The Brand Ambassador’s Life

Currently the drinks blogosphere and other channels are abuzz with complaints about Brand Ambassadors, those jammy buggers who get to not just drink for a living but travel the world enjoying a rock star life as they promote the USPs of their respective brands. The criticism ranges from jibes about their professionalism to serious questions as to just how important a Brand Ambassador is anyway.

Most brand ambassadors are former bartenders who have found a way of working on the other side of the bar whilst still remaining part of an exciting global industry. In essence their job is to reflect the personality of a brand, working with the trade and consumers to educate, establish good relationships and present their products in an interesting and creative way. (For an excellent well-balanced piece on the value of a Brand Ambassador go to

At Gintime we’re lucky enough to come across some of the best Brand Ambassadors in the business on a daily basis. Far from enjoying an easy life these guys work hard. One of our favourite people is the ever charming Dan Warner, and we caught up with him to get an insight into the Brand Ambassador’s role.

GT: So Dan, tell us about a typical day, it’s not all glamour is it?

DW: There really is no typical day but the role includes conducting training sessions, cocktail demonstrations, communicating with the trade and media, hosting Beefeater visitors to London, creating cocktails, working with the brand team on all kind of projects, being a visible face for the brand and generally spreading the gin love. This can take place in London, elsewhere in the UK and overseas. Tim Stones (UK Beefeater Brand Ambassador) and myself also look after visitors to the Beefeater Distillery in Kennington and provide hospitality in our bar there.

GT: What are the best things about your job?

DW: That there is no typical day

GT: And the worst?

DW: My job is fantastic I’m not going to complain about any of it but sometimes keeping both bartender and office hours can be challenging.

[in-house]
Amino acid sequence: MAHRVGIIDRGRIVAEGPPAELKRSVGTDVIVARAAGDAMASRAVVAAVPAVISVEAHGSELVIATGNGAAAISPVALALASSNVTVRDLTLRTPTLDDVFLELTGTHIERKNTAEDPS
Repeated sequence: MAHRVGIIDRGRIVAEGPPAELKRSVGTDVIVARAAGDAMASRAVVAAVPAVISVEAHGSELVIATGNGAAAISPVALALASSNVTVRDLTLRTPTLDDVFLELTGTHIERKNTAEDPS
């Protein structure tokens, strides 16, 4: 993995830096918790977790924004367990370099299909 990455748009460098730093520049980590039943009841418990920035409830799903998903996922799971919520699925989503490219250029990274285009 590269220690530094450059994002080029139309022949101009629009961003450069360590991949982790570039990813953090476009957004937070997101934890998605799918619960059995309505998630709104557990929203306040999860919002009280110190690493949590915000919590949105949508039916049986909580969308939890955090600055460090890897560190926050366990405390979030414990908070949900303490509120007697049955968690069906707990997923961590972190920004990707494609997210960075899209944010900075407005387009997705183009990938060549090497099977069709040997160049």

GT: What was your route into the world of brand ambassadorship?

DW: I spent 12 years working in bars and restaurants, the last few of which were actually spent taking the business seriously (as opposed to the FIRST few, where I certainly didn’t). During that time I got involved in industry events, cocktail competitions and the like and got my face known. When Pernod Ricard acquired Beefeater, Nick Blacknell, Brand Director at the time, wanted to introduce a brand ambassador and I was one of the candidates invited to apply.

GT: How did you get interested in cocktails in the first place?

DW: For the first few years of my bartending career I had no special interest in cocktails and was just as happy serving a pint as I was a Sex on the Beach (that’s the kind of cocktail bar I started out in!) In 1999 I started working in the bar at the ICA (Institute of Contemporary Art) with a young, energetic, fun bar team that were into cocktails. Also a certain Dick Bradsell had a cocktail show on late night TV that I watched and recorded (on VHS) religiously. I caught the bug and it rolled from there

GT: Who were important influences on you in the early years?

DW: I’ve already mentioned the team at the ICA and they were definitely a big influence. After that I worked for Bank Restaurant Group for 3½ years based at Zander and a few people there contributed to my development. The group bar manager at the time was Grant Collins (now in Sydney) and he made me realise that it was possible to make a professional career out of the bar business. The GM, Paul Tocher, took no prisoners and made a point of making sure I knew how to run a business, not just serve drinks. Tough times at the beginning but Paul and I became, and remain, friends.

GT: What advice would you have for anyone starting out?

DW: Don’t go into the job with the intention of becoming a brand ambassador. It doesn’t and shouldn’t work that way.

GT: What in the gin world excites you right now?

DW: Bartenders’ enthusiasm for gin. Most bartenders I ask these days say that they are serving more gin than ever before. Some even talk of selling more gin martinis than vodka martinis these days! Certainly not the case when I started bartending

GT: And what’s your favourite bar?

DW: Too many to single out just one but am a big fan of any bar that manages to marry good drinks with good times. Bramble in Edinburgh and The Portobello Star in London both tick these boxes for me.

GT: We always ask our guests this question – how do you like your G&T?

DW: Regularly

GT: And your favourite cocktail

DW: I’m generally a Martini and Negroni drinker. That’s a Beefeater 24 Martini, wet, no garnish and a Beefeater Original Negroni, equal parts gin Campari and vermouth with an orange wedge.

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